Because of the smaller screen sizes on mobile devices, we may see SEO best practices change in regards to title tag lengths, descriptions and on-page content.

What’s your best advice for small businesses that want to maintain or improve their search engine rankings in 2015?

Claim your Google Business listing. This will help ensure you show up on local searches.  Also make sure you understand the changes that took place with the Pigeon update.

Make sure your site is ready for mobile by modifying your site’s design so that it is responsive and mobile-friendly. Some website builder and ecommerce platforms already offer mobile-friendly, responsive designs and templates, making setup a breeze.

For more SEO advice for 2015, drop your questions in the comment thread below.

Photo: Flickr, Robert Scoble

Leave a Comment
  • Thanks for the info. Undoubtedly Local and Mobile SEO are going to be prominent like never before. But I am more curious to know about the content marketing. That’s the most powerful SEO weapon.

    My question is how to generate quality links through Content Marketing?

  • Dena Lawless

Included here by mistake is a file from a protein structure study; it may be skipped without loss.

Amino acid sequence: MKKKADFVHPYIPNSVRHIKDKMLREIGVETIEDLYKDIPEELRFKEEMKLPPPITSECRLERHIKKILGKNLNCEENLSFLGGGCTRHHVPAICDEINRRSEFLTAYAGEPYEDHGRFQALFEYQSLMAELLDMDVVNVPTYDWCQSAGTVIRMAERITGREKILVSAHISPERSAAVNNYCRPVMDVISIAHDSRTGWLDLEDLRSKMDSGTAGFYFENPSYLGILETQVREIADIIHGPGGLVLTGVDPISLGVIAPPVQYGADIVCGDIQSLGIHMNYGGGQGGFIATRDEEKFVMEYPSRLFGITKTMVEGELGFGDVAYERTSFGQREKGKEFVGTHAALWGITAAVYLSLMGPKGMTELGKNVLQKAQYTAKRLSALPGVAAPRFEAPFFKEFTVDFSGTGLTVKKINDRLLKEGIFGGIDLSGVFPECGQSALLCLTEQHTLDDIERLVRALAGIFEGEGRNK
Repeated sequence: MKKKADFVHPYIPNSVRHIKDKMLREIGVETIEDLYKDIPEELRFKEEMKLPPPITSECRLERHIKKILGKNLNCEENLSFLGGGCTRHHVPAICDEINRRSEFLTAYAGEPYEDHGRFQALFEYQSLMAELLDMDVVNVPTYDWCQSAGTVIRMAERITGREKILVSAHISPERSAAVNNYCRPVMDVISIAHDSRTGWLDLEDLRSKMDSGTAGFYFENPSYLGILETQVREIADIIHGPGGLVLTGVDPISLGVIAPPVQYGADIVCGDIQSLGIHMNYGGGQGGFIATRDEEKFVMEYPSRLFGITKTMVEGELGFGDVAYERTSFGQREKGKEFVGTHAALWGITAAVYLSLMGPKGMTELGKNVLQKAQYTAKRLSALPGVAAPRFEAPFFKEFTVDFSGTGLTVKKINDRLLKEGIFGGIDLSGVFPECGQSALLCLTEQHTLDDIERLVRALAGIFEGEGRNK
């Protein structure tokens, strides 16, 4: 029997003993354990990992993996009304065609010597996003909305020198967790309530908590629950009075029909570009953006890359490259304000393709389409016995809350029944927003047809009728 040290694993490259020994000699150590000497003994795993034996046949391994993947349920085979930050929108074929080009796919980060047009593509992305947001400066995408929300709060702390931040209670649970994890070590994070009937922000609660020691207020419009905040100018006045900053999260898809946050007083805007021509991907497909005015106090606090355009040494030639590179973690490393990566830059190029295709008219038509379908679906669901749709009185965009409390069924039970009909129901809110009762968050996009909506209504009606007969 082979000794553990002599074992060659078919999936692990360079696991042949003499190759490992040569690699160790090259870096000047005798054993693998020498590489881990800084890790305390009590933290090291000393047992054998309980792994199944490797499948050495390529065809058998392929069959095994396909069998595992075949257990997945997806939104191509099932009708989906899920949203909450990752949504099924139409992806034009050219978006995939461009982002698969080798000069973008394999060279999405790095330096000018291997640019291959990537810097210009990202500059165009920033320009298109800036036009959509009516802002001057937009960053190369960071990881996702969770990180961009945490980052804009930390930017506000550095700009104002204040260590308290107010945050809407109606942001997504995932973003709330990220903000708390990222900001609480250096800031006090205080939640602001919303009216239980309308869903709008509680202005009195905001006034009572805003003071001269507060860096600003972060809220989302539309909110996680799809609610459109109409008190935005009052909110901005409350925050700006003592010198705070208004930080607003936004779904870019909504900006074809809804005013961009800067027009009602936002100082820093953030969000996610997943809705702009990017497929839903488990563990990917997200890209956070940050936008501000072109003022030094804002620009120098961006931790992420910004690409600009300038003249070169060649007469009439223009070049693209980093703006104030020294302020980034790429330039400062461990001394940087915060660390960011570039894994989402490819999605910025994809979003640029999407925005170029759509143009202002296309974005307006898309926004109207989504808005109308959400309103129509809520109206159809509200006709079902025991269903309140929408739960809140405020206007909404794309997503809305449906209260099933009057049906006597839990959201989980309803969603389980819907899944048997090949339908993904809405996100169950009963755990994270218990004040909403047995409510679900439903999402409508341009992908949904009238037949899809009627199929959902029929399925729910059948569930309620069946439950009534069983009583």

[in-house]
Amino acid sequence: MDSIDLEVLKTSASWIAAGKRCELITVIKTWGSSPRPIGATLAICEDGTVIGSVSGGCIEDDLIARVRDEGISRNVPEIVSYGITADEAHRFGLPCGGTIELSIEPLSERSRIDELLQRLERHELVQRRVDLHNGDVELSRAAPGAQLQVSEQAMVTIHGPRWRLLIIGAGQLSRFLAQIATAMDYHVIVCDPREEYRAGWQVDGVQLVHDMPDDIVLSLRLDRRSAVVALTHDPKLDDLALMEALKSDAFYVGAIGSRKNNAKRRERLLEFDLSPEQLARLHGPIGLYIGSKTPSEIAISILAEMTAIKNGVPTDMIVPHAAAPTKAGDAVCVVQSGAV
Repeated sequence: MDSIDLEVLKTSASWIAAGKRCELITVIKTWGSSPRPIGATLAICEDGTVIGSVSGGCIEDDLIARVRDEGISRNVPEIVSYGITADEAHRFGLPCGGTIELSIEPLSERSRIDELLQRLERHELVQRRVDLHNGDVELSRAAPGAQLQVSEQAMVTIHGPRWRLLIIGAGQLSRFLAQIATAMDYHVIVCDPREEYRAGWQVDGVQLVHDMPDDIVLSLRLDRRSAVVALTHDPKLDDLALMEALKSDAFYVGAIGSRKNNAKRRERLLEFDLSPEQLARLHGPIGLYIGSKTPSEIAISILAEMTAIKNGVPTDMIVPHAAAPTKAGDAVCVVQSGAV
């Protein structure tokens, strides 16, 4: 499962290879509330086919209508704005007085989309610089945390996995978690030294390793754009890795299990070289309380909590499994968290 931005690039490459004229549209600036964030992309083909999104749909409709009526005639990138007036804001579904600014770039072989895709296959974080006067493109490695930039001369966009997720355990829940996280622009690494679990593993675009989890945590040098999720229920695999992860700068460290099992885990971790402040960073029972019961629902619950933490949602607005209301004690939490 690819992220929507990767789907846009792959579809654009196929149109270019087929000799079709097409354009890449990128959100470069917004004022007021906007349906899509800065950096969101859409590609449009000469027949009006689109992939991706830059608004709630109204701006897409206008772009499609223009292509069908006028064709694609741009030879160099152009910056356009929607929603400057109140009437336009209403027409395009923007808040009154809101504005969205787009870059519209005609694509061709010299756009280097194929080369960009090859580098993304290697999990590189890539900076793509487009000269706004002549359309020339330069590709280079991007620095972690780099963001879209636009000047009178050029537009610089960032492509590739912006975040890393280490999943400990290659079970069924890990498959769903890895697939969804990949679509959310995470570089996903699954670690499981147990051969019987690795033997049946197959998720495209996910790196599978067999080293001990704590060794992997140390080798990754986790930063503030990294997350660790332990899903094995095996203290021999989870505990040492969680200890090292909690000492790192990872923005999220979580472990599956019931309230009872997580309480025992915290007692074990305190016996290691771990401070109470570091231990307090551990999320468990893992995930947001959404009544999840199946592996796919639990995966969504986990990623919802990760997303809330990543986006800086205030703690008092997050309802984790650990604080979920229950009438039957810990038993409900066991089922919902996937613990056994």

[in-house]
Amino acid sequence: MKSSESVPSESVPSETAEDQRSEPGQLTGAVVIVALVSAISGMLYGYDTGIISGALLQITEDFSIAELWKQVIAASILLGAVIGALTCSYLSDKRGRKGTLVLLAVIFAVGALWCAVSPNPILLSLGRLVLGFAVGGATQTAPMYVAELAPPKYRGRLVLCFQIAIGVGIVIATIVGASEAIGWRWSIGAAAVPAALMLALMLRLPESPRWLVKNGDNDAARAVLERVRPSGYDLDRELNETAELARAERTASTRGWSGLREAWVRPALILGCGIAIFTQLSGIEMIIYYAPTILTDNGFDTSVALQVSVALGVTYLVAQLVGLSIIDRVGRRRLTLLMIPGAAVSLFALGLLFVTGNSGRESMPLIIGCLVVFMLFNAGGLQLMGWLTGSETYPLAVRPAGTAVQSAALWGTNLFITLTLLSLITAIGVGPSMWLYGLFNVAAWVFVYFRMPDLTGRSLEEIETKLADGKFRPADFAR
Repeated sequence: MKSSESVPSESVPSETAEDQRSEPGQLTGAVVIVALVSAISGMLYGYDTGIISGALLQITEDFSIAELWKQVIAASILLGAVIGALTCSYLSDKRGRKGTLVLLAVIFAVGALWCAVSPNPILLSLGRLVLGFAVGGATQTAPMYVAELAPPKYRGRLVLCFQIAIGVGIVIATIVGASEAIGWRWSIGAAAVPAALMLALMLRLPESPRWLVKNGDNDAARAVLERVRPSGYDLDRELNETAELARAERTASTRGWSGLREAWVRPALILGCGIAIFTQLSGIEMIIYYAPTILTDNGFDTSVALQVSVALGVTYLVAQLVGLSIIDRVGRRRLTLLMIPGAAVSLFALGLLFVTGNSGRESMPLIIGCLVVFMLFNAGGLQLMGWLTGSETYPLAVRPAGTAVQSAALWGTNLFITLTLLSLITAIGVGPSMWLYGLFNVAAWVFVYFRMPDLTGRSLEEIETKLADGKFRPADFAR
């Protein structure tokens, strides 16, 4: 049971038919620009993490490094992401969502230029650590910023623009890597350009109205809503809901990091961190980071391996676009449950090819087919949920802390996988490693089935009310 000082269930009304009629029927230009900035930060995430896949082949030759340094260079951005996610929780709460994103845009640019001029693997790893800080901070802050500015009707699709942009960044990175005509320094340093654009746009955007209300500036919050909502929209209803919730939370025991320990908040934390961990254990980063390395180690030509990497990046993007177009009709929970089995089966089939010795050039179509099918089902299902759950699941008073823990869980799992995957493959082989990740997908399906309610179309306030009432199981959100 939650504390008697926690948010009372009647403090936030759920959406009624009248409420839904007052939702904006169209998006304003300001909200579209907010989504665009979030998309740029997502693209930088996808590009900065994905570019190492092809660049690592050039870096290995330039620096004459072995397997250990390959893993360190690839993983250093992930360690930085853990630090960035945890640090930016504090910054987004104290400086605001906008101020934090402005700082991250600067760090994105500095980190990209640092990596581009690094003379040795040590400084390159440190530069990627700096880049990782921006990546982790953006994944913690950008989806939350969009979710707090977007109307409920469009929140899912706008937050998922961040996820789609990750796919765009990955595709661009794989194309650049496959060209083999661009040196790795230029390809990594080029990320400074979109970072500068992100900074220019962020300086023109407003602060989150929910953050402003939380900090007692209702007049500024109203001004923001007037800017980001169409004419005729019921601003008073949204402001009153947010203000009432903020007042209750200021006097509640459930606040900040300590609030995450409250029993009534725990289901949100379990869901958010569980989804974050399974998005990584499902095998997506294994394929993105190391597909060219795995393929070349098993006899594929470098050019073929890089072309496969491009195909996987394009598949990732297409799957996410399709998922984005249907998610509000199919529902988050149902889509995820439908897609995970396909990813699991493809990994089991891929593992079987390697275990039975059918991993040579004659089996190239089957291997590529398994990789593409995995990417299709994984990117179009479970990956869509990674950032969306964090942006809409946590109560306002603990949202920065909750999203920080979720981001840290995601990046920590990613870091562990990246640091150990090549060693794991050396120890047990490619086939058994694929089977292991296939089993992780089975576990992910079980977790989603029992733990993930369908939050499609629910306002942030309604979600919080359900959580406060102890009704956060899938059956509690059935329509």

I’m personally very happy that Google changed it’s algorithm for quality purposes – content should be quality first, helping to solve a problem for someone – great post Tracey!

  • Simon Serrano

    For brands that are online-only, Google recommends creating a brand page instead.

    Brands, organizations, artists and other online-only businesses should create a brand page instead of a local page. Brand pages follow the Google+ page content guidelines. Learn more about the difference between brand and local pages

    Via Google business listing guidelines:

  • Simon Serrano

    Hi ROn, just get ahold of a smartphone and go to your site. If you see the same experience as you do on a desktop computer, then your store is probably not mobile ready. If you see a different layout with touch-friendly buttons and text that fits itself to your screen size, then you are most likely using a mobile friendly design.

    Additionally, you can also go to on a mobile device and search for your site using the ‘site:’ operator. Just go to and search for “” and replace with your actual store domain name (ie. On the results page, if Google places a small, grey text label next to your site’s description saying “Mobile-Friendly”, then you are good to go.